Storm stories: Dangerous water, punching to safety, saving a 7-year-old

Four days after a massive cyclone tore through the Philippines, increasingly desperate survivors scavenged for food amid the wreckage. An American general told the world to get mobilized because “a week from now will be too late.” Chaos enveloped what was left of an airport.

Survivors wait in line to recieve relief goods Tuesday in an area devastated by Typhoon Haiyan in Leyte, Philippines. Dondi Tawatao / Getty Images

The death toll from Typhoon Haiyan, perhaps the fiercest storm ever to strike land, stood at 1,774. The president said that the final toll could be 2,000 to 2,500, far lower than earlier estimates.

Hundreds of thousands more remain without shelter and short of food and water.

Here are some stories from Tuesday in the disaster zone:

Clinging to a tree and ‘too young to die’

An officer in the Filipino Air Force told a harrowing tale of the moments after the storm struck — a maelstrom of confusion, hysteria and swirling, rising water.

The officer, Lt. Col. Fermin Carnagan, provided an extensive account to Charly Holganza, a retired brigadier general in the Philippines military, who posted it on his blog under the title “A Survivor’s Story.”

Carnagan told of being led by the current to a 7-year-old boy, Miguel, “too young to die,” who was hugging a tree for survival. Carnagan said that he plucked the boy from the tree, and that they clung to a piece of floating wood into “the middle of nowhere.”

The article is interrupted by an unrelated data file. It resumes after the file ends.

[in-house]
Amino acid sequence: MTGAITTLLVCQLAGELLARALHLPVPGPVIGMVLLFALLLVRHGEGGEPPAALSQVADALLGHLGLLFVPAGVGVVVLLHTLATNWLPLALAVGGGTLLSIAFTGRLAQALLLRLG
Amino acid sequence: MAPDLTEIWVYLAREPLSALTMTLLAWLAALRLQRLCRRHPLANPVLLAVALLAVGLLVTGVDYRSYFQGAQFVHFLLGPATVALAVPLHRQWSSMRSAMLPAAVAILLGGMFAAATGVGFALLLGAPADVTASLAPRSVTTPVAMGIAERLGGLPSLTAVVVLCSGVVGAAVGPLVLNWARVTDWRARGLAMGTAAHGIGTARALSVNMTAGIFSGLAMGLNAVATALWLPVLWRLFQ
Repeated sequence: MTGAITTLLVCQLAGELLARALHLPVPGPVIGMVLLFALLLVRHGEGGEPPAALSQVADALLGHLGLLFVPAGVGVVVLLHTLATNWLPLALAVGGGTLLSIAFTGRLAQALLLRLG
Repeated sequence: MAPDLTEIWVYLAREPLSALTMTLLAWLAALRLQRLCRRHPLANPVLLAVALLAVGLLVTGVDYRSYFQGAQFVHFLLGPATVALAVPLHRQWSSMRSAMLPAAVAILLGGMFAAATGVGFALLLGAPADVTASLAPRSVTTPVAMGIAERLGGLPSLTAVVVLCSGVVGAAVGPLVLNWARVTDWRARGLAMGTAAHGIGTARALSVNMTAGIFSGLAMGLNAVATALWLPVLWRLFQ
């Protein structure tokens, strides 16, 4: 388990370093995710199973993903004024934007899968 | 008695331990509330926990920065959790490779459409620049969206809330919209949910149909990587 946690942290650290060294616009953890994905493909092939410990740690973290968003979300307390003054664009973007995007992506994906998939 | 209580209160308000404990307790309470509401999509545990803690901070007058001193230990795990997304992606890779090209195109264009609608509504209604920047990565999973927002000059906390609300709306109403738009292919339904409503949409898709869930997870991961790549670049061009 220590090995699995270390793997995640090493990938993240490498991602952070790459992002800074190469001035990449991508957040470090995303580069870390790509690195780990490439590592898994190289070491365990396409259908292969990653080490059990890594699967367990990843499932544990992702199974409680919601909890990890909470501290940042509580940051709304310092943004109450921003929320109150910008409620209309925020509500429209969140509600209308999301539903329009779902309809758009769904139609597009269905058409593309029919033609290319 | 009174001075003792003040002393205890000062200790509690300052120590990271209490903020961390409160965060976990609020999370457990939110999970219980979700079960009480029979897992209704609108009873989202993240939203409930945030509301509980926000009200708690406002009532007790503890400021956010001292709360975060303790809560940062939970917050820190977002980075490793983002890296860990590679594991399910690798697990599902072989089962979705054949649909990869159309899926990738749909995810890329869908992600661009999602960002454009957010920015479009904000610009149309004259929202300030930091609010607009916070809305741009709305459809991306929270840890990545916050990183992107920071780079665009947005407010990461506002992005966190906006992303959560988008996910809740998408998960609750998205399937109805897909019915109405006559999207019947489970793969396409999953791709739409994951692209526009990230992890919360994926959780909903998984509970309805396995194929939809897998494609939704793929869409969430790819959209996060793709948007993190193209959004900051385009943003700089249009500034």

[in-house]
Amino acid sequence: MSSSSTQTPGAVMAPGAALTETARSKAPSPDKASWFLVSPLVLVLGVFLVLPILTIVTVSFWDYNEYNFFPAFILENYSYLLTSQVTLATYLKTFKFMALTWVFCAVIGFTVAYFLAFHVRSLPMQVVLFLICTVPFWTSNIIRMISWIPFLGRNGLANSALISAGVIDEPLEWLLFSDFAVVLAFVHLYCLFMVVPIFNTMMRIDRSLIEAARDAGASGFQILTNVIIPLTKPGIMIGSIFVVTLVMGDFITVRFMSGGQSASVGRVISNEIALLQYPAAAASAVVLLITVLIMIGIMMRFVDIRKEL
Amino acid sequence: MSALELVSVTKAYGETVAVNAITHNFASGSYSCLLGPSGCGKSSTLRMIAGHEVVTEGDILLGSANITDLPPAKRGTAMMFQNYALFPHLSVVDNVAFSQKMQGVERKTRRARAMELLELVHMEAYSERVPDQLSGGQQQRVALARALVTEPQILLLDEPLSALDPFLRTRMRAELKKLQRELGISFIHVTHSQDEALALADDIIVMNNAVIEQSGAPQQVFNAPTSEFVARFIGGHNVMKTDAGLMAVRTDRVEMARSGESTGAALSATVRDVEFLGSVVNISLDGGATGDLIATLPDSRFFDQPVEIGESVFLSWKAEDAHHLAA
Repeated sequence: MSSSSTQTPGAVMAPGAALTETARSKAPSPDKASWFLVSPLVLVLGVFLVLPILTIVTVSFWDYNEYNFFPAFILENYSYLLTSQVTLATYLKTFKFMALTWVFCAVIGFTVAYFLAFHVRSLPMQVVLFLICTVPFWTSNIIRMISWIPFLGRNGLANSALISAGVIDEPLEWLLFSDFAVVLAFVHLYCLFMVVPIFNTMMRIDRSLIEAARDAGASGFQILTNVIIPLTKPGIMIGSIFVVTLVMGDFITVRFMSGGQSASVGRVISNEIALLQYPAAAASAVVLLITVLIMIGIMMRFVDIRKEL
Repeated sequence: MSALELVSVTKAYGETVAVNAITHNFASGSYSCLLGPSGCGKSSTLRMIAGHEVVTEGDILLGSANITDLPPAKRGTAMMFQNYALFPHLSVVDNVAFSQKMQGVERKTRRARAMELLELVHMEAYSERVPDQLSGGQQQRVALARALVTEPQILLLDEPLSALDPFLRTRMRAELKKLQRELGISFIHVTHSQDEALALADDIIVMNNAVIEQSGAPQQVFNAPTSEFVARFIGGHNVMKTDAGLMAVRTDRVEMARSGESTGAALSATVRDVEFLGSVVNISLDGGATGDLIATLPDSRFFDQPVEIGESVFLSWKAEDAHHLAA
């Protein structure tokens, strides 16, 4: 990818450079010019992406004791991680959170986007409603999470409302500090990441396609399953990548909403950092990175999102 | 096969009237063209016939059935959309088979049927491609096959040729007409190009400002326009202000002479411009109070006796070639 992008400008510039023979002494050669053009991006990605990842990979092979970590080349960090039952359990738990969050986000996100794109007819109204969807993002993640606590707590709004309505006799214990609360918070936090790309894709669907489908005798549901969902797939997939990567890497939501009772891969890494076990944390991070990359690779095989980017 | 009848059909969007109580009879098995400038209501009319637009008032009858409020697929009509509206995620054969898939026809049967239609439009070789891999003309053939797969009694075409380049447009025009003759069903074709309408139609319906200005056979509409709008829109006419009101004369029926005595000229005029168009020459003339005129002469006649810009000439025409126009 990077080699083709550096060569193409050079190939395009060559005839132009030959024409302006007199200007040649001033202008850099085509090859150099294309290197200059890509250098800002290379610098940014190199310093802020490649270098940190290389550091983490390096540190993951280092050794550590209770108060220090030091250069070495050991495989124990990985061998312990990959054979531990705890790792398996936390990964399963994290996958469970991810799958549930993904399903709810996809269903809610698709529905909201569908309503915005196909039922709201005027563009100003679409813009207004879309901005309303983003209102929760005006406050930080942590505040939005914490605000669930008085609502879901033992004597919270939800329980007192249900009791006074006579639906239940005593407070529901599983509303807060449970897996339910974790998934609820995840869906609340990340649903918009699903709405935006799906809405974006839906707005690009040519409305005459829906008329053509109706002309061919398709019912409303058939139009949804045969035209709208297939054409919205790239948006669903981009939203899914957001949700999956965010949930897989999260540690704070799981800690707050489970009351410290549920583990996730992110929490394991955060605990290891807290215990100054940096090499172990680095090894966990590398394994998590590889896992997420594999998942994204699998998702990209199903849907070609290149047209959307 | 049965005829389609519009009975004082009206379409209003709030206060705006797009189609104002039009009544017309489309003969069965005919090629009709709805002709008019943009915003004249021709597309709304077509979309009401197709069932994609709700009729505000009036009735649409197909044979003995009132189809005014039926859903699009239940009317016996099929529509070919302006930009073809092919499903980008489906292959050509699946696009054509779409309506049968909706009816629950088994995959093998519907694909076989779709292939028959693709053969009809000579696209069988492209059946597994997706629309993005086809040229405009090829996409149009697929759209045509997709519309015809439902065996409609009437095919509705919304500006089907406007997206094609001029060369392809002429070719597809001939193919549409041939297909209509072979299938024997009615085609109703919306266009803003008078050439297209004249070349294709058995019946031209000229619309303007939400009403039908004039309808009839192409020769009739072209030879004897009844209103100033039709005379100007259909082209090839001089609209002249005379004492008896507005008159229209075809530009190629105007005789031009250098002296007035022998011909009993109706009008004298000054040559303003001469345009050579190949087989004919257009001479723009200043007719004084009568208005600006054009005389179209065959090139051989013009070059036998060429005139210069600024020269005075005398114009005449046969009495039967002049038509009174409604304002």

“I will sleep now. I’m so tired already,” said the child, according to Carnagan’s account.

“Don’t sleep! You can do it. Look, we are near land already.”

Read what happened next at Holganza’s blog.

Drinking danger ‘because we don’t have a choice’

Typhoon victim 'trying to survive' amid water shortage 0:44

The typhoon swamped the Philippines with a wall of water almost 20 feet high in some places. Days later, water remained a danger — filthy and fetid, yet all that was left to drink for desperate survivors.

In the devastated city of Tacloban, Edgar Arabella, 61, rode out the storm but is sick from drinking dirty water. He was living Tuesday in a makeshift shack after losing his home.

“I’m just tired,” he said. “Drinking sea water and dirty waters from the canal.”

Consuming the dirty water can lead to dysentery, diarrhea, typhoid fever, diphtheria and dehydration. The risk is especially high for babies and the elderly, said Tata Abella-Bolo of Oxfam, the international anti-poverty and disaster relief organization.

“They are already vulnerable to begin with,” Abella-Bolo said. “That would only aggravate the situation.”

A woman in Tacloban, Jenny Linby Sumadia, said that she was losing hope and pleaded for “just a little bit of help.” She said that she does not know whether the water around her is safe.

Asked whether she drank it anyway, she said, “Yes, because we don’t have a choice.”

Punching through ceiling for safety, then ‘destruction everywhere’

Typhoon survivor John Wynn, an American missionary in the Philippines. APTN